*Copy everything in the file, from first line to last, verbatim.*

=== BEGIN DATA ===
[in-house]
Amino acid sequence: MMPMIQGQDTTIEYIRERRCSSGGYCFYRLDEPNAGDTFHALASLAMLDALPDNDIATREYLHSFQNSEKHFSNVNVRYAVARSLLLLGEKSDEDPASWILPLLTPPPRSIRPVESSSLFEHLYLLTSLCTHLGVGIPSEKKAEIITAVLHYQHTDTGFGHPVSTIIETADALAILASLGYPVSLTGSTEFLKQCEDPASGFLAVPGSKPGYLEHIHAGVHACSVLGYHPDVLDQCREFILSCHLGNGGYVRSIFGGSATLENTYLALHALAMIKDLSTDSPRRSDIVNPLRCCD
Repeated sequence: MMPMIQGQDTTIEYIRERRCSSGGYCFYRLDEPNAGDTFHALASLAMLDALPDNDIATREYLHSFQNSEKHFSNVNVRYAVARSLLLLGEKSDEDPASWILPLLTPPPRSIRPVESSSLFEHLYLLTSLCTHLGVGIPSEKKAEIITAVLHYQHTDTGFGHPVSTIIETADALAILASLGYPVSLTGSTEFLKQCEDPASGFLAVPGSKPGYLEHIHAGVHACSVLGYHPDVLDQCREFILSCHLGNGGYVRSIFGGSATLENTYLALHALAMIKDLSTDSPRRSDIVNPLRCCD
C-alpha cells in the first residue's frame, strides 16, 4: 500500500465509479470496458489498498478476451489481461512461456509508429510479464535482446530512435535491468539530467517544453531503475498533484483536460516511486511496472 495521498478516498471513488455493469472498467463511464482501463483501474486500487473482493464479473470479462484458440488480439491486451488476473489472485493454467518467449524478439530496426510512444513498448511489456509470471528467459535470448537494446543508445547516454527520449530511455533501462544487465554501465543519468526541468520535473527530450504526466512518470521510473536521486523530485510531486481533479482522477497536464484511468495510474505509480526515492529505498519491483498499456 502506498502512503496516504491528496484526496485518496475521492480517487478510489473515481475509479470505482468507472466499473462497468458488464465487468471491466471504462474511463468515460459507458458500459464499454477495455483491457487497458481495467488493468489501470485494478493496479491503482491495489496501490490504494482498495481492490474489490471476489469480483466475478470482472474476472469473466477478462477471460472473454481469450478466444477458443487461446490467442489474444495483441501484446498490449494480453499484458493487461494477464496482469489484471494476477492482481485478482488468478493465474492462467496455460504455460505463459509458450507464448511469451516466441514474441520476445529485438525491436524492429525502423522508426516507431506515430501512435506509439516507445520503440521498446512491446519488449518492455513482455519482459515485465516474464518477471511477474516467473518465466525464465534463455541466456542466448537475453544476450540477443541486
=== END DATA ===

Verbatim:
[in-house]
Amino acid sequence: MMPMIQGQDTTIEYIRERRCSSGGYCFYRLDEPNAGDTFHALASLAMLDALPDNDIATREYLHSFQNSEKHFSNVNVRYAVARSLLLLGEKSDEDPASWILPLLTPPPRSIRPVESSSLFEHLYLLTSLCTHLGVGIPSEKKAEIITAVLHYQHTDTGFGHPVSTIIETADALAILASLGYPVSLTGSTEFLKQCEDPASGFLAVPGSKPGYLEHIHAGVHACSVLGYHPDVLDQCREFILSCHLGNGGYVRSIFGGSATLENTYLALHALAMIKDLSTDSPRRSDIVNPLRCCD
Repeated sequence: MMPMIQGQDTTIEYIRERRCSSGGYCFYRLDEPNAGDTFHALASLAMLDALPDNDIATREYLHSFQNSEKHFSNVNVRYAVARSLLLLGEKSDEDPASWILPLLTPPPRSIRPVESSSLFEHLYLLTSLCTHLGVGIPSEKKAEIITAVLHYQHTDTGFGHPVSTIIETADALAILASLGYPVSLTGSTEFLKQCEDPASGFLAVPGSKPGYLEHIHAGVHACSVLGYHPDVLDQCREFILSCHLGNGGYVRSIFGGSATLENTYLALHALAMIKDLSTDSPRRSDIVNPLRCCD
C-alpha cells in the first residue's frame, strides 16, 4: 500500500465509479470496458489498498478476451489481461512461456509508429510479464535482446530512435535491468539530467517544453531503475498533484483536460516511486511496472 495521498478516498471513488455493469472498467463511464482501463483501474486500487473482493464479473470479462484458440488480439491486451488476473489472485493454467518467449524478439530496426510512444513498448511489456509470471528467459535470448537494446543508445547516454527520449530511455533501462544487465554501465543519468526541468520535473527530450504526466512518470521510473536521486523530485510531486481533479482522477497536464484511468495510474505509480526515492529505498519491483498499456 502506498502512503496516504491528496484526496485518496475521492480517487478510489473515481475509479470505482468507472466499473462497468458488464465487468471491466471504462474511463468515460459507458458500459464499454477495455483491457487497458481495467488493468489501470485494478493496479491503482491495489496501490490504494482498495481492490474489490471476489469480483466475478470482472474476472469473466477478462477471460472473454481469450478466444477458443487461446490467442489474444495483441501484446498490449494480453499484458493487461494477464496482469489484471494476477492482481485478482488468478493465474492462467496455460504455460505463459509458450507464448511469451516466441514474441520476445529485438525491436524492429525502423522508426516507431506515430501512435506509439516507445520503440521498446512491446519488449518492455513482455519482459515485465516474464518477471511477474516467473518465466525464465534463455541466456542466448537475453544476450540477443541486